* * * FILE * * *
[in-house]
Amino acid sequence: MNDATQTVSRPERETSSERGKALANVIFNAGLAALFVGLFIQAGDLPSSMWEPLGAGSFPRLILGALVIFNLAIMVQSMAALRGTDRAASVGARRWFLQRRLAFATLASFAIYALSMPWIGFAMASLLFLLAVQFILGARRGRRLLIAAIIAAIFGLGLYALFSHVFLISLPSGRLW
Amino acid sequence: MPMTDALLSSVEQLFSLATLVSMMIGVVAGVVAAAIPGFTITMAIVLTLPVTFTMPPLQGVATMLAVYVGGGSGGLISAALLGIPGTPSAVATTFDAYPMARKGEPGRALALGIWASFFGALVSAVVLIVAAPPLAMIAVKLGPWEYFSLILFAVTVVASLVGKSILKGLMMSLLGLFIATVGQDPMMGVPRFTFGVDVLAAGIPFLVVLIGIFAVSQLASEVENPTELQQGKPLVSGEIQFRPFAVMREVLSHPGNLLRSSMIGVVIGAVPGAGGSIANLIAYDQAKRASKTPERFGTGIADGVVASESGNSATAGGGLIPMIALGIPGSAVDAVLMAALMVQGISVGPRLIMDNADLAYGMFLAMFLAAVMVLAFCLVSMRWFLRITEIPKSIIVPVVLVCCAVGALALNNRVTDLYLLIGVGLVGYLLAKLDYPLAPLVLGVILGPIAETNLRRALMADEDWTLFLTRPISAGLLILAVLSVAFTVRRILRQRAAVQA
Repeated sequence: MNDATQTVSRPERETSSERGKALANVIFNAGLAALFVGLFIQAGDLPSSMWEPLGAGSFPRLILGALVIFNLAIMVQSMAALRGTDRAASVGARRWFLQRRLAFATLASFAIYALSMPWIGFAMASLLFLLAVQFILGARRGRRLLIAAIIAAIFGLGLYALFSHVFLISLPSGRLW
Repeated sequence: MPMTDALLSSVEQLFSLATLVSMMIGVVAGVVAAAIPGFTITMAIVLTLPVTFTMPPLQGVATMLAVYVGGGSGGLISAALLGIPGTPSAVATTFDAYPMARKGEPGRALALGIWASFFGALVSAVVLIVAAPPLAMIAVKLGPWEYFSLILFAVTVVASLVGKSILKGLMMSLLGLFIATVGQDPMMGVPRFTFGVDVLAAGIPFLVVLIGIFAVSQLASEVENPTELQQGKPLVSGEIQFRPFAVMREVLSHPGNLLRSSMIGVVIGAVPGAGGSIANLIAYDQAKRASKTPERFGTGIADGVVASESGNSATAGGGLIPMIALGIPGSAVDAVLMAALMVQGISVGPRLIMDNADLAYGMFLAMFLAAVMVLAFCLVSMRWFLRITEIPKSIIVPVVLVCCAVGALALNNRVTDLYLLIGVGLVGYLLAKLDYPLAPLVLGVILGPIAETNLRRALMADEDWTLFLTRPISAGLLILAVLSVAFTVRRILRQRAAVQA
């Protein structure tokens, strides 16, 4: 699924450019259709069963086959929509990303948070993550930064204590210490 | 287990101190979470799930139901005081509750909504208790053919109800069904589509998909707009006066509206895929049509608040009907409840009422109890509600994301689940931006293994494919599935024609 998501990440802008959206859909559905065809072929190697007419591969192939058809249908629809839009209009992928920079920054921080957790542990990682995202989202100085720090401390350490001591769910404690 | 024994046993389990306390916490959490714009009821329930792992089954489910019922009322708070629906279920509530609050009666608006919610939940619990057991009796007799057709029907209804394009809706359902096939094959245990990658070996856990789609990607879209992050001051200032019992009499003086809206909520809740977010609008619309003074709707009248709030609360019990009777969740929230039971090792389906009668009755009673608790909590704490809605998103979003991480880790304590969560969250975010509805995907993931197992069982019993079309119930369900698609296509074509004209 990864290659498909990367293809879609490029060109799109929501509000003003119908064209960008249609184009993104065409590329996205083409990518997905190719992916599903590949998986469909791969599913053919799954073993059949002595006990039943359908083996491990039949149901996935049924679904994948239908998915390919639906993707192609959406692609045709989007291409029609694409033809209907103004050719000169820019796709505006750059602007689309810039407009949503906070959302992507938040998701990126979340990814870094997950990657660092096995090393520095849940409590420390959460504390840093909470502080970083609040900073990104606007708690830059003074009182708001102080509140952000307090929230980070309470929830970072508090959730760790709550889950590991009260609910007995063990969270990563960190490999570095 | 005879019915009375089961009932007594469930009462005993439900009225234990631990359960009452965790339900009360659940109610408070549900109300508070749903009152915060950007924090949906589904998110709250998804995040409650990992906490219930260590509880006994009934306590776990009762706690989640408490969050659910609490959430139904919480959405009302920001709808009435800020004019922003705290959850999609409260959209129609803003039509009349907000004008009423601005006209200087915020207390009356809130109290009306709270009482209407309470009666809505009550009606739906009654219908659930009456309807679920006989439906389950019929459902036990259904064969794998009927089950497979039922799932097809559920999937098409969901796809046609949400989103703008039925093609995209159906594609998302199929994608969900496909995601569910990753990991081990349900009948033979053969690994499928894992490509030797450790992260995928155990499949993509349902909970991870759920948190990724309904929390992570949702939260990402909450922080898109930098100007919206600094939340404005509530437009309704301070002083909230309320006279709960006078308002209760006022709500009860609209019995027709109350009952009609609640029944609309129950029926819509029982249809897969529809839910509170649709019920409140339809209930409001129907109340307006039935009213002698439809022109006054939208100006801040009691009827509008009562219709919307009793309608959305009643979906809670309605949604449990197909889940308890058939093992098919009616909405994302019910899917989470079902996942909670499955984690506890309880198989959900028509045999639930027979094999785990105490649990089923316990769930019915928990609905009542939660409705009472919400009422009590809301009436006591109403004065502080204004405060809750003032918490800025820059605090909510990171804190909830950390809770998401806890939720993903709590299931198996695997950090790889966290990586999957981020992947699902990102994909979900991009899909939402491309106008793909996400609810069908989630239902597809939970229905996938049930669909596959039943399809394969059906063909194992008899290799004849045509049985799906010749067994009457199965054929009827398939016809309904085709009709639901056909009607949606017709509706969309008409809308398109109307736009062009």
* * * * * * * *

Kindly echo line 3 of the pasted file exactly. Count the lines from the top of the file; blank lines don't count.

Amino acid sequence: MPMTDALLSSVEQLFSLATLVSMMIGVVAGVVAAAIPGFTITMAIVLTLPVTFTMPPLQGVATMLAVYVGGGSGGLISAALLGIPGTPSAVATTFDAYPMARKGEPGRALALGIWASFFGALVSAVVLIVAAPPLAMIAVKLGPWEYFSLILFAVTVVASLVGKSILKGLMMSLLGLFIATVGQDPMMGVPRFTFGVDVLAAGIPFLVVLIGIFAVSQLASEVENPTELQQGKPLVSGEIQFRPFAVMREVLSHPGNLLRSSMIGVVIGAVPGAGGSIANLIAYDQAKRASKTPERFGTGIADGVVASESGNSATAGGGLIPMIALGIPGSAVDAVLMAALMVQGISVGPRLIMDNADLAYGMFLAMFLAAVMVLAFCLVSMRWFLRITEIPKSIIVPVVLVCCAVGALALNNRVTDLYLLIGVGLVGYLLAKLDYPLAPLVLGVILGPIAETNLRRALMADEDWTLFLTRPISAGLLILAVLSVAFTVRRILRQRAAVQA